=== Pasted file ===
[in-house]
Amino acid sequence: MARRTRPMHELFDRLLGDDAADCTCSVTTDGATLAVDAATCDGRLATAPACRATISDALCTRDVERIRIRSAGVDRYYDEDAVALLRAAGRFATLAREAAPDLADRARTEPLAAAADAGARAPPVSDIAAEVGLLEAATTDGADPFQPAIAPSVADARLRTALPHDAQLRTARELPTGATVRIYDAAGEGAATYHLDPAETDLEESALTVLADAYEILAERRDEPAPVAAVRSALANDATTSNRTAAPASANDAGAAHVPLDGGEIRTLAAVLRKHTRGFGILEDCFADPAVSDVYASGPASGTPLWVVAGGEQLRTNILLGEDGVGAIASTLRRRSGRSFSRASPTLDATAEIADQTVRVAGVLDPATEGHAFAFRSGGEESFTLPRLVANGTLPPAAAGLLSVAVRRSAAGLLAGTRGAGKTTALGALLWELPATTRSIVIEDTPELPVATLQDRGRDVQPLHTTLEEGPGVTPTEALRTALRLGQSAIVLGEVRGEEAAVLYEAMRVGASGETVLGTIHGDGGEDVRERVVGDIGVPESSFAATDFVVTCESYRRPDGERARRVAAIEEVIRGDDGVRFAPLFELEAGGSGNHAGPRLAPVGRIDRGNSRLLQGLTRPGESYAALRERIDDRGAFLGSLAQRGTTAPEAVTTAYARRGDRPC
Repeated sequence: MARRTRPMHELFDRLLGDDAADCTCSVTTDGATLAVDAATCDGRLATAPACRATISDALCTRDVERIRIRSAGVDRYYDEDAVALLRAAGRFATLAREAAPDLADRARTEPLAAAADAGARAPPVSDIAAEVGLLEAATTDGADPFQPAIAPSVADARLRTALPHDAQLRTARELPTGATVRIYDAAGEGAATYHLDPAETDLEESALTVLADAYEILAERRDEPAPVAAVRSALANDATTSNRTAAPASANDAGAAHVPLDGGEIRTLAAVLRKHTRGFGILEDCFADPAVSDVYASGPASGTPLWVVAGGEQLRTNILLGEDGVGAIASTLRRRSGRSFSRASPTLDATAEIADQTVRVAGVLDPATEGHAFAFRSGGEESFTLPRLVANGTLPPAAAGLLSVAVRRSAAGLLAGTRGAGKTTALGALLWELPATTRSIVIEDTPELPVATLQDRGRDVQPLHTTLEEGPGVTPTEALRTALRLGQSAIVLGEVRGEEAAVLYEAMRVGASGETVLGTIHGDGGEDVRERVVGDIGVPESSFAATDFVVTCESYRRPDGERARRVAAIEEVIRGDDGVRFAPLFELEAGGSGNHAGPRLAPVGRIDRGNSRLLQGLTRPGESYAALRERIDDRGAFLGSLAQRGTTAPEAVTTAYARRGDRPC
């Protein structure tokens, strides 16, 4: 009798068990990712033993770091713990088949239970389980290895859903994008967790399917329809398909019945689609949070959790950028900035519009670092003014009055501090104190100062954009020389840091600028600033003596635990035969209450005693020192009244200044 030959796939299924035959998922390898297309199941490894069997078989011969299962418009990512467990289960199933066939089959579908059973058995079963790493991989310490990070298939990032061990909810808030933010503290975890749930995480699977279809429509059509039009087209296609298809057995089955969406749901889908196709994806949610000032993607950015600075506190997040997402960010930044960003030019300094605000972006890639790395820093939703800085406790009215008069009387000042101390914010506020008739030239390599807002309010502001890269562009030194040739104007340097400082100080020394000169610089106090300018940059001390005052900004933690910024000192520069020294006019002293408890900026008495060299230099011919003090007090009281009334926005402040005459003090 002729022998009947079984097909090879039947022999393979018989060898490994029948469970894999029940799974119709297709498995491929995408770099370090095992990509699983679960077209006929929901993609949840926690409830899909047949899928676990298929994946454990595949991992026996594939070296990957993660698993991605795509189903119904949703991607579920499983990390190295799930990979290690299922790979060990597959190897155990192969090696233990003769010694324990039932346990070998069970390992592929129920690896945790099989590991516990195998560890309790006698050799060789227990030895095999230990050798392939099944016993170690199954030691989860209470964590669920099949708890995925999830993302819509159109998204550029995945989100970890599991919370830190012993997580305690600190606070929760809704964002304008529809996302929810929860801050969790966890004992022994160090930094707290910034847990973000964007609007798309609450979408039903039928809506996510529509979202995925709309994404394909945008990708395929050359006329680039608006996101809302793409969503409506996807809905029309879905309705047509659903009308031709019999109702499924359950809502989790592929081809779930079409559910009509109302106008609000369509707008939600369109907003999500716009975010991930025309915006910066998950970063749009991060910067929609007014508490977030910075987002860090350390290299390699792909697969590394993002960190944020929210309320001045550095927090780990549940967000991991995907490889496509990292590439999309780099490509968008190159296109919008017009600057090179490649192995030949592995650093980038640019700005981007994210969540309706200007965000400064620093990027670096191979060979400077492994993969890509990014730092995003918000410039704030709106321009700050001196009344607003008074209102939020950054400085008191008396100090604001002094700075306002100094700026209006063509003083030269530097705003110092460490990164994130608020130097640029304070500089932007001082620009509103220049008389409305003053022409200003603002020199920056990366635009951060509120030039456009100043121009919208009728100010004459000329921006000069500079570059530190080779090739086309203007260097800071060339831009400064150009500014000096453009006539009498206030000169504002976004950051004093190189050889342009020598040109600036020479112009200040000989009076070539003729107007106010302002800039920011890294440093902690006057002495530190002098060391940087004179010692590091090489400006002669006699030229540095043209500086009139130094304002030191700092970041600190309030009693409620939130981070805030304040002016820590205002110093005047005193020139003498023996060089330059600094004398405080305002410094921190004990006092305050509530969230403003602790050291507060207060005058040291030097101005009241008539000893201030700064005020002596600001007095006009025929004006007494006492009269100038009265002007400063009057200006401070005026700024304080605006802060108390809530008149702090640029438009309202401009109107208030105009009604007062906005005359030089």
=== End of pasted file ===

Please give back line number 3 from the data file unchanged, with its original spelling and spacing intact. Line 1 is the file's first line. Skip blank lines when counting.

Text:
Repeated sequence: MARRTRPMHELFDRLLGDDAADCTCSVTTDGATLAVDAATCDGRLATAPACRATISDALCTRDVERIRIRSAGVDRYYDEDAVALLRAAGRFATLAREAAPDLADRARTEPLAAAADAGARAPPVSDIAAEVGLLEAATTDGADPFQPAIAPSVADARLRTALPHDAQLRTARELPTGATVRIYDAAGEGAATYHLDPAETDLEESALTVLADAYEILAERRDEPAPVAAVRSALANDATTSNRTAAPASANDAGAAHVPLDGGEIRTLAAVLRKHTRGFGILEDCFADPAVSDVYASGPASGTPLWVVAGGEQLRTNILLGEDGVGAIASTLRRRSGRSFSRASPTLDATAEIADQTVRVAGVLDPATEGHAFAFRSGGEESFTLPRLVANGTLPPAAAGLLSVAVRRSAAGLLAGTRGAGKTTALGALLWELPATTRSIVIEDTPELPVATLQDRGRDVQPLHTTLEEGPGVTPTEALRTALRLGQSAIVLGEVRGEEAAVLYEAMRVGASGETVLGTIHGDGGEDVRERVVGDIGVPESSFAATDFVVTCESYRRPDGERARRVAAIEEVIRGDDGVRFAPLFELEAGGSGNHAGPRLAPVGRIDRGNSRLLQGLTRPGESYAALRERIDDRGAFLGSLAQRGTTAPEAVTTAYARRGDRPC